Posted by Jonathan Maus (Publisher/Editor) on January 29th, 2018 at 10:34 am
Welcome to the week. We’ve got a lot to cover; but first let’s look back at the best stories we came across in the past seven days…
Worst Day of the Year Ride is Feb 11th
On February 11th, jump on your bike, wear your silliest costume, and embrace Portland’s winter weather at the 17th annual Worst Day of the Year Ride — a benefit for the Community Cycling Center.
Cars vs bikes, literally: Chinese ride-hailing giant Didi is meddling in the business of dockless bike-share companies in what looks like an effort to tame their growth.
Better boardwalks: We love this brilliant, modular sidewalk expansion method from London. Where could we put wider sidewalks to use in Portland?
Funding boost: Jump Bikes (formerly Social Bicycles), the bike share company that provides bikes and tech for Portland’s Biketown bikes, received an influx of venture funding after winning an exclusive permit for dockless e-bikes in San Francisco.
Effective bike marketing: If you want your city to make real progress in getting more people on bikes, you need to internalize and implement these eight rules from Modacity.
Hey that’s cool: A paper on robot-controlled bicycles from researchers at Caltech (PDF) included this cool graphic (below) that shows the tire marks of 800 bicycles being pushed until they fall over (aka ghostriding).
Riding indoors without shame: “Traffic” author Tom Vanderbilt has come to not just tolerate riding inside. Because of Zwift and “smart” trainers, he actually loves it.
TriMet’s dirty buses: Did you know our regional transit provider is behind-the-times when it comes to using electric buses? Climate Solutions says 60 percent of TriMet’s trips are still taken on diesel buses and they want the agency to make a full transition to electric.
“Petextrian” is the new “jaywalker”: Both terms blame the victim and are pushed by the same forces that want to maintain a status quo that offers unfettered access for the most dangerous and harmful urban road users — people who drive. This must-read from The Baffler lays it all out.
Race-based complaints: “Black Urbanist” writer Kristin Jeffers calls out dockless bike share critiques that she feels are rooted in bigotry.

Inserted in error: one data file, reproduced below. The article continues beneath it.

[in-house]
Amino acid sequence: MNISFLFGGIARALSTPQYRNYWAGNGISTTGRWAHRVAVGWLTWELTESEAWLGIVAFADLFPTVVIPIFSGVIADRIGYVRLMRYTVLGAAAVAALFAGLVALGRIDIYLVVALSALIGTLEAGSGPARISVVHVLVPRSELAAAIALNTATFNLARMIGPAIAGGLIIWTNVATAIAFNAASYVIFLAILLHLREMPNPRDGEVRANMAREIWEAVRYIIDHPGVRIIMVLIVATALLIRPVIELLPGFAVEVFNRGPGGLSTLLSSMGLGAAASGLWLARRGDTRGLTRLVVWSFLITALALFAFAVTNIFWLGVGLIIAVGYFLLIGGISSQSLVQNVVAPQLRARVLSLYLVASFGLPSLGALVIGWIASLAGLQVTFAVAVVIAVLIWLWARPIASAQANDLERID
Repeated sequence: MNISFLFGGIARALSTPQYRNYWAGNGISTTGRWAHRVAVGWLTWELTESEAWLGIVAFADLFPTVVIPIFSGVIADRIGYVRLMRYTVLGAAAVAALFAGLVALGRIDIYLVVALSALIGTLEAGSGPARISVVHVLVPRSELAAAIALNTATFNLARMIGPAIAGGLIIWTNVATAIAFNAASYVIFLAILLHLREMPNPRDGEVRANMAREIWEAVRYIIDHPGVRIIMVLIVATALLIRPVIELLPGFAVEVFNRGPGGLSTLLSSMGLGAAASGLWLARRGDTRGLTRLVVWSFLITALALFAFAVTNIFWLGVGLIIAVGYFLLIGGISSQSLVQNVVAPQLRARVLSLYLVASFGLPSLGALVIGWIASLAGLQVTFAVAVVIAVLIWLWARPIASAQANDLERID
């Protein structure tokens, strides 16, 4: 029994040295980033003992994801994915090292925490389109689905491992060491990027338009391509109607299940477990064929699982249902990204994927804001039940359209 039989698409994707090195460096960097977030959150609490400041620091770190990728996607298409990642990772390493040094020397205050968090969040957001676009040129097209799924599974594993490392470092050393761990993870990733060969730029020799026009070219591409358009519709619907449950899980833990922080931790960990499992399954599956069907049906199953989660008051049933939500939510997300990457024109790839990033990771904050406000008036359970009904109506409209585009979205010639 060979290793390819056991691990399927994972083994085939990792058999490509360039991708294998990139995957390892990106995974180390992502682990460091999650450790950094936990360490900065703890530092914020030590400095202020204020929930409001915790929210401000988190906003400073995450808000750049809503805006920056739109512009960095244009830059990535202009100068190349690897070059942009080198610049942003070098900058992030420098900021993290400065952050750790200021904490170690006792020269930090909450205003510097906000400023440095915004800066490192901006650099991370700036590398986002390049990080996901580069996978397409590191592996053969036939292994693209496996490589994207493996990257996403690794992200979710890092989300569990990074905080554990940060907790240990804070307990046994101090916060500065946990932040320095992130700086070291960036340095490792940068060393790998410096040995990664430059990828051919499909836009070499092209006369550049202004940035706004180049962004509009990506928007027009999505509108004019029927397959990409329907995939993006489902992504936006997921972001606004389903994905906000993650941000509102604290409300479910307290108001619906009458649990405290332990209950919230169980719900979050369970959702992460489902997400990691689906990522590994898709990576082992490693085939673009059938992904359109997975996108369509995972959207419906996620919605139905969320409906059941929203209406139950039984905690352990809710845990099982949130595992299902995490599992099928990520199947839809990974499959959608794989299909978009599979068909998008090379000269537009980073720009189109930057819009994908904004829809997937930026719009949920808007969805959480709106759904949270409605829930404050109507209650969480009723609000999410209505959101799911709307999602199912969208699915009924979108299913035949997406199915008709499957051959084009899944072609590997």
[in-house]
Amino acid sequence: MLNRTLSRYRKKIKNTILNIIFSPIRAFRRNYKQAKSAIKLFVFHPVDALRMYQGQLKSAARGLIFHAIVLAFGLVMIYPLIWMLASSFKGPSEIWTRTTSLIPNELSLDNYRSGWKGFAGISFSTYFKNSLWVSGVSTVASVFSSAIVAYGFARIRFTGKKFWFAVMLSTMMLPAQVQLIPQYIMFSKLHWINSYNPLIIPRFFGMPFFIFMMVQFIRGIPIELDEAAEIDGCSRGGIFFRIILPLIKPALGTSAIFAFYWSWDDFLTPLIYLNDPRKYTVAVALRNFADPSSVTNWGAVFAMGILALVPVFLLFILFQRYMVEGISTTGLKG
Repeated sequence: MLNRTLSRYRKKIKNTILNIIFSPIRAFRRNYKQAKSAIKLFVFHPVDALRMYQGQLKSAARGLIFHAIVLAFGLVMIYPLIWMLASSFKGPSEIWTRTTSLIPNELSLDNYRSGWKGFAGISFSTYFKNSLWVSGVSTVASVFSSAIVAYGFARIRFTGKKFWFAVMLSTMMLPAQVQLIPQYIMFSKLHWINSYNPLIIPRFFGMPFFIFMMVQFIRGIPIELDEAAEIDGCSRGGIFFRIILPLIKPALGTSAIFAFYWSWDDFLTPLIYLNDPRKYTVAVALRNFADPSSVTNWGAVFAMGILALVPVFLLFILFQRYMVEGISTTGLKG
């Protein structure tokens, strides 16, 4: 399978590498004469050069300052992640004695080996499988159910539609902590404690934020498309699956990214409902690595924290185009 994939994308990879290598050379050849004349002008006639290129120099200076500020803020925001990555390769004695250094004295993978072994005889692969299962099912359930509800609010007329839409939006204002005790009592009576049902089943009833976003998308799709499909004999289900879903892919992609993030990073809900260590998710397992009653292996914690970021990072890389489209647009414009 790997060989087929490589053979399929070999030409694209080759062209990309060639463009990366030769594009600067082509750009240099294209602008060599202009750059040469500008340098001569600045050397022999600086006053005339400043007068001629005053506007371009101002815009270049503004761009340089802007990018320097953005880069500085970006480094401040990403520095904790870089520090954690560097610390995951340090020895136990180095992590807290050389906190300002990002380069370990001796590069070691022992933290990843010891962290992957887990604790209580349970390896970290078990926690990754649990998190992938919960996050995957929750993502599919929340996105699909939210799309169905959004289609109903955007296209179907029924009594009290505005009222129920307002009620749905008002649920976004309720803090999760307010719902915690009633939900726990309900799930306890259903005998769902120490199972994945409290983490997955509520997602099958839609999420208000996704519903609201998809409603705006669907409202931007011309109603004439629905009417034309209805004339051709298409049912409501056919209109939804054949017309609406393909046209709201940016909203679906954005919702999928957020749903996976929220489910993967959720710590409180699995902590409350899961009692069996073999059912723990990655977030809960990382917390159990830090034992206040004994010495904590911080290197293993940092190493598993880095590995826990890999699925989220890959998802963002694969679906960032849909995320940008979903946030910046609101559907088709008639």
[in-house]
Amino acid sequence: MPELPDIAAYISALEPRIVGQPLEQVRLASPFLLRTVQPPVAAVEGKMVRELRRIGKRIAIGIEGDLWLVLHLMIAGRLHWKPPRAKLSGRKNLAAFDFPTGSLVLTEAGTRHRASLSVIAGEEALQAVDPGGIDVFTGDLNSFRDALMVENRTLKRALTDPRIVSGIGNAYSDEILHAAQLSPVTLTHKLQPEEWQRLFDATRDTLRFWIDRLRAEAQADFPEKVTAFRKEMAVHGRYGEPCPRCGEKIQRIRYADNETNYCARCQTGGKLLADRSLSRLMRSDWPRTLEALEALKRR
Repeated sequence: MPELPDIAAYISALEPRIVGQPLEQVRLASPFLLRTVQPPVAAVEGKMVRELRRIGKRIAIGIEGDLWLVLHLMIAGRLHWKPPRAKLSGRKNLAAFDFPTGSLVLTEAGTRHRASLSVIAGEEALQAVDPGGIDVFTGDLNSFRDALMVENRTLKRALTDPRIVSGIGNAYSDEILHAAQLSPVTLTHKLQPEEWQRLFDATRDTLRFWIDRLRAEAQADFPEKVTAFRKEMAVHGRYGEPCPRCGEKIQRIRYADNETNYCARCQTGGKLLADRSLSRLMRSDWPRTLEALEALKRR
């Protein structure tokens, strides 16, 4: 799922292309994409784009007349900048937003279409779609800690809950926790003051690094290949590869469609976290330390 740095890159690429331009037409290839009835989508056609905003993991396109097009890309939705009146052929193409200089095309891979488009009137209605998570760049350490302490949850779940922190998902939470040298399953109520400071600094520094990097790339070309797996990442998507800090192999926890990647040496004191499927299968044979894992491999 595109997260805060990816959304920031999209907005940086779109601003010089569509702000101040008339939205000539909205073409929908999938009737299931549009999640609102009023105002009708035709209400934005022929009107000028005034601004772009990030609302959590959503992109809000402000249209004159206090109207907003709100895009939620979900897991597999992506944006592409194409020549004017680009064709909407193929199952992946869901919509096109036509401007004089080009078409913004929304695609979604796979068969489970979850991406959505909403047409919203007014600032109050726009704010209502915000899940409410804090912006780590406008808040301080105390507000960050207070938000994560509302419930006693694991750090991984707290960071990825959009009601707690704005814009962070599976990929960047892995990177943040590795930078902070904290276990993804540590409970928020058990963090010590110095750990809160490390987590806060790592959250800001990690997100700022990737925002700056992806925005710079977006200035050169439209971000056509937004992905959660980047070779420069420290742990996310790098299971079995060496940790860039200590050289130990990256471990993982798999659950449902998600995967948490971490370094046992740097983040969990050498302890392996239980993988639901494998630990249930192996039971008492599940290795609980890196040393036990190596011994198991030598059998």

Wrong side, ACLU: The Americal Civil Liberties Union has inexplicably joined a lawsuit that bans the use of photo radar cameras to catch speeders. That’s dangerous and it shows the org’s “windsheild bias” says Streetsblog.
Wrong side, Sierra Club: Another example of a “progressive” org that doesn’t understand transportation and livable cities is the Sierra Club: They oppose a California bill that would encourage transit-oriented development.
Cities for kids: Financial Times breaks down what makes a kid-friendly city. No surprise that it’s all about density, proximity to parks and streets built for people, not cars.
Freeways and poor neighborhoods: This story about a poor area of Orlando that’s encircled by toxic freeways is heartbreaking — and a great example of who the City of Portland should not support any expansion of I-5 through the central city.
More inspiration: London’s walking and cycling commissioner says their protected bike lanes move five times as many people per hour than regular lanes. Best part of the article is the lead photo that looks a lot like Naito Parkway and Waterfront Park (hint hint PBOT!).
199-year old bicycle: A collector uncovered an extremely rare and completely fascinating “hobby horse” bicycle which was first patented in 1818.
Existing traffic is a tax on the poor: Here’s a solid argument in reply to concern trolls who say congestion pricing is regressive and unfairly targets the poor.
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